Georgia's latest sex offender residency requirements will force thousands of people to pick up and find new homes. The Washington Post surveys the state's most dangerous geriatric sex criminals:
One is 100 years old. Another can barely walk and is in the late stages of Alzheimer's disease. Another is dying of heart disease in a nursing home.
"He doesn't really know anything about it," said Ruby Anderson, 77, whose husband was convicted of having sex with a minor in 1997 and, at 81, no longer recognizes members of his family because of Alzheimer's disease. "The trouble is, I just don't know where we can go."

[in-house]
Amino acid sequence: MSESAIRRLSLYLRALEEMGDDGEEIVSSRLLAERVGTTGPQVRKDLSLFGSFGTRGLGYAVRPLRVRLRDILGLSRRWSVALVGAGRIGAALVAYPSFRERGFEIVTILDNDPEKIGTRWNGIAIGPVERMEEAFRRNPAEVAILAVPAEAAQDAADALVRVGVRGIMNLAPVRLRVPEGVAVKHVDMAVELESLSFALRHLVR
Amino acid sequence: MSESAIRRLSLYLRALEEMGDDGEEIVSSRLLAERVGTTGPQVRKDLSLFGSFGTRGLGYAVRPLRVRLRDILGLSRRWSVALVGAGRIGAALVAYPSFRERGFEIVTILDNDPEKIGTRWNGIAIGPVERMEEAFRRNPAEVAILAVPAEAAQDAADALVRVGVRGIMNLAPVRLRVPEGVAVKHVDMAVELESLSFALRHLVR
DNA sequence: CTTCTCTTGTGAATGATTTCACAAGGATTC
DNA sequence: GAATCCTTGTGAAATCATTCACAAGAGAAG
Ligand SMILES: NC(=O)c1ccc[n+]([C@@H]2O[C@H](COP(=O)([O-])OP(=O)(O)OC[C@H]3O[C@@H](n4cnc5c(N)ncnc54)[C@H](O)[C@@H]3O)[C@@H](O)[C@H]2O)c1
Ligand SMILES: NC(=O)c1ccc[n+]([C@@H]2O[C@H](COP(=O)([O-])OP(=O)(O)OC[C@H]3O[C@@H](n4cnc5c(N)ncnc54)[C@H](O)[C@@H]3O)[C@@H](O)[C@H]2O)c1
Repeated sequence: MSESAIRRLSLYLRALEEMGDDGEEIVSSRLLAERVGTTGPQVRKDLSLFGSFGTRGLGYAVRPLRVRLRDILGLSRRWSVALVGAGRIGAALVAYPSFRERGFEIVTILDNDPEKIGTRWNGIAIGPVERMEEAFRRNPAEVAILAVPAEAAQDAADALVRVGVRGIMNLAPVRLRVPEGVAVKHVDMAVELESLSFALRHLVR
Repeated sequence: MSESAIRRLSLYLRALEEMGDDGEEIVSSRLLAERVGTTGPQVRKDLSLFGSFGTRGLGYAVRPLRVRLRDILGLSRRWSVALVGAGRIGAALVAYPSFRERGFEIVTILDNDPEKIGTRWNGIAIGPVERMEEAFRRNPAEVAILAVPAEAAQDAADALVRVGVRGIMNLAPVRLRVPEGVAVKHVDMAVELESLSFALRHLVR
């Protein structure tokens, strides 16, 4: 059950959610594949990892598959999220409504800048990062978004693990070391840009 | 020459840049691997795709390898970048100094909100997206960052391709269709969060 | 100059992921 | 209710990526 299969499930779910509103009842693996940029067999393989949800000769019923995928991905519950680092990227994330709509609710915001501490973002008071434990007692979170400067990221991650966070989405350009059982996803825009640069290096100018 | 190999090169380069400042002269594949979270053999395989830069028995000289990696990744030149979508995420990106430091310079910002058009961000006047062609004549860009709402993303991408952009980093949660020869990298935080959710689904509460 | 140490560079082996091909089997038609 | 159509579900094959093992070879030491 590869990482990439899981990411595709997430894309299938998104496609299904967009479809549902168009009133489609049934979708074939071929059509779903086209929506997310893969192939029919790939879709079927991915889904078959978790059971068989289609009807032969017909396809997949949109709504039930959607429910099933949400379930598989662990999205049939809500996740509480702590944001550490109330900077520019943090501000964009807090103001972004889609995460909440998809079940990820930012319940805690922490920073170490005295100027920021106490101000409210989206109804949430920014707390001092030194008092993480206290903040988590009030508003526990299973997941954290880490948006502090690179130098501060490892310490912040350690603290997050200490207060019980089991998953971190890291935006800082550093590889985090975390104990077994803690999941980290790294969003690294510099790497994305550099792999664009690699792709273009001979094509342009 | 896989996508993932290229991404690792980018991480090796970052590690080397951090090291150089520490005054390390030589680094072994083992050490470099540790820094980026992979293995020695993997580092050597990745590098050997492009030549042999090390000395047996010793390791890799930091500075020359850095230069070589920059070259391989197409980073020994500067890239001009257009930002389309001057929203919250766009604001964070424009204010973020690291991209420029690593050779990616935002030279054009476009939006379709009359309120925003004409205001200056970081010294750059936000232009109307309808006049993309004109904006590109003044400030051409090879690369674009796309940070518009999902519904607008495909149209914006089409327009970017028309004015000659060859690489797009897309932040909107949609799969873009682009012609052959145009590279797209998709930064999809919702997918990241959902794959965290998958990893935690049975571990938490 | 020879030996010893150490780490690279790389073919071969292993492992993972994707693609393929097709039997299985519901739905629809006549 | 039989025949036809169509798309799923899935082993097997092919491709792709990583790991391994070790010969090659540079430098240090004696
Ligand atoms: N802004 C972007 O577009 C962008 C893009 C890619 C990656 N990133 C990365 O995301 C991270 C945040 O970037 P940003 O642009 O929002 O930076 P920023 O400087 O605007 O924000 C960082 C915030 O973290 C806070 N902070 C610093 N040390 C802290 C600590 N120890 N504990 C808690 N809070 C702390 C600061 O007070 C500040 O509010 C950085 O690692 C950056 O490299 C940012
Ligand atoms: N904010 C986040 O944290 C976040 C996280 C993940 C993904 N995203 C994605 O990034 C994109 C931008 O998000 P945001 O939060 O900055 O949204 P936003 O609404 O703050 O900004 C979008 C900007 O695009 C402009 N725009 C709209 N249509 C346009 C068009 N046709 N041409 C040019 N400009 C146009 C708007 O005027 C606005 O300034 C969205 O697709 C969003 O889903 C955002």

Other men and women are being punished, decades after the fact, for having had consensual sex in high school. At least one woman is being forced to move for having had consensual oral sex in high school. (I reported on her case and others here.)
The bill is the handiwork of Georgia's House Majority leader, who is just worried, after all, about the children. He says the law will convince offenders "to move to another state." Opponents of the law say many of the people affected are just going to end up on the street–a great place to put any potential re-offenders.